A cheap chain for use on the hoist was purchased from the Hobbycraft jewellery section. The chain was coloured gold, so I dropped it in dark grey paint and then pegged it to the washing line to dry, before it was glued in place.

Weathering the warehouse.

Finally some 4mm scale ‘grass’ I found in my ‘odds and ends’ box was glued in patches along the base of the walls, including a small amount in a corner of the hoist platform. The finished building was given a couple of coats of Halfords clear matt lacquer. Usually I would mask the windows before spraying the lacquer; in this case I left them uncovered to allow the lacquer to simulate dirty glass. I apply the lacquer in the hope it will protect the building if caught in a rain shower. My buildings are not left out all year.

I added a set of Modeltown sacks and the ‘Sack Truck Man’. The wheels on the truck as supplied are a couple of glorified drawing pins and in my opinion need improvement. I used a couple of thick nylon washers to emulate tyres, but the wheels still do not look realistic. The sign on the building was created in Microsoft PowerPoint, printed, laminated and stuck to 2mm Plasticard. 1mm Plasticard was cut to frame the sign.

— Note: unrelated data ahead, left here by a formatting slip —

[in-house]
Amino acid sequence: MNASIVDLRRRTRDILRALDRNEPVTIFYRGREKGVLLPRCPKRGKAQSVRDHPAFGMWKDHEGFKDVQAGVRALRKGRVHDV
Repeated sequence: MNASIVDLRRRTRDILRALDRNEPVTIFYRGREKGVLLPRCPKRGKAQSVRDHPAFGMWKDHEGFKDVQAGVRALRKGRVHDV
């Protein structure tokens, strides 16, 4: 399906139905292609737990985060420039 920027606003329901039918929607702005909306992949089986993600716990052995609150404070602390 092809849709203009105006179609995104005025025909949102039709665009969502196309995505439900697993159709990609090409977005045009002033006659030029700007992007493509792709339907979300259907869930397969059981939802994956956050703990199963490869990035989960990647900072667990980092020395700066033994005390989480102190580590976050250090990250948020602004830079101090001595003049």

Details added – the completed model.

When constructing the complete Modeltown buildings I usually add some reinforcement to the inside corners and apply Plastic Filler to the underneath of the roof ridge. I am not sure if this is strictly necessary as the kits are pretty solid, I just like to play safe.

I mention the suppliers I used for completeness, I am sure everybody has their own favourites. The article is not intended to be prescriptive. As always in this hobby, experiment and most importantly have fun.